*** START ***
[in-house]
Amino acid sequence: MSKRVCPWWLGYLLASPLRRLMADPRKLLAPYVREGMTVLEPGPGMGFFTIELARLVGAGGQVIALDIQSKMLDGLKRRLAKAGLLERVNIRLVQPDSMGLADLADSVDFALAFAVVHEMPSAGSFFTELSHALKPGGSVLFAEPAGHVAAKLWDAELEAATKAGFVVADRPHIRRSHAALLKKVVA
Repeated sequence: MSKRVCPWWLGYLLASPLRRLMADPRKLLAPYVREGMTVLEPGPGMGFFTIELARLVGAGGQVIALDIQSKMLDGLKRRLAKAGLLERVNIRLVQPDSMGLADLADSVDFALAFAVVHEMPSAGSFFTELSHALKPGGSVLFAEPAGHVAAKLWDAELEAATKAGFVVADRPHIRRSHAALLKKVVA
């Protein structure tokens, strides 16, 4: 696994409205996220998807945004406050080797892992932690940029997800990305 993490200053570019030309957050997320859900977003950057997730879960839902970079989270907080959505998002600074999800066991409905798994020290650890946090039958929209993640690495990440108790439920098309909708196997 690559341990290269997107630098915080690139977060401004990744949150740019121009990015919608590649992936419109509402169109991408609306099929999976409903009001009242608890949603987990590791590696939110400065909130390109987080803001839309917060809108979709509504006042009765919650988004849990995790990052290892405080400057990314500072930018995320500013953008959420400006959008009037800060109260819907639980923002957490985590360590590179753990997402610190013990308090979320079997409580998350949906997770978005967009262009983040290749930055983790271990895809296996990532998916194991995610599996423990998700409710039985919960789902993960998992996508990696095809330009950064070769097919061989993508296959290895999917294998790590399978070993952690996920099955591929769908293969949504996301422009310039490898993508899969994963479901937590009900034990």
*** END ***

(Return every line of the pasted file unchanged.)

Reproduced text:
[in-house]
Amino acid sequence: MSKRVCPWWLGYLLASPLRRLMADPRKLLAPYVREGMTVLEPGPGMGFFTIELARLVGAGGQVIALDIQSKMLDGLKRRLAKAGLLERVNIRLVQPDSMGLADLADSVDFALAFAVVHEMPSAGSFFTELSHALKPGGSVLFAEPAGHVAAKLWDAELEAATKAGFVVADRPHIRRSHAALLKKVVA
Repeated sequence: MSKRVCPWWLGYLLASPLRRLMADPRKLLAPYVREGMTVLEPGPGMGFFTIELARLVGAGGQVIALDIQSKMLDGLKRRLAKAGLLERVNIRLVQPDSMGLADLADSVDFALAFAVVHEMPSAGSFFTELSHALKPGGSVLFAEPAGHVAAKLWDAELEAATKAGFVVADRPHIRRSHAALLKKVVA
């Protein structure tokens, strides 16, 4: 696994409205996220998807945004406050080797892992932690940029997800990305 993490200053570019030309957050997320859900977003950057997730879960839902970079989270907080959505998002600074999800066991409905798994020290650890946090039958929209993640690495990440108790439920098309909708196997 690559341990290269997107630098915080690139977060401004990744949150740019121009990015919608590649992936419109509402169109991408609306099929999976409903009001009242608890949603987990590791590696939110400065909130390109987080803001839309917060809108979709509504006042009765919650988004849990995790990052290892405080400057990314500072930018995320500013953008959420400006959008009037800060109260819907639980923002957490985590360590590179753990997402610190013990308090979320079997409580998350949906997770978005967009262009983040290749930055983790271990895809296996990532998916194991995610599996423990998700409710039985919960789902993960998992996508990696095809330009950064070769097919061989993508296959290895999917294998790590399978070993952690996920099955591929769908293969949504996301422009310039490898993508899969994963479901937590009900034990």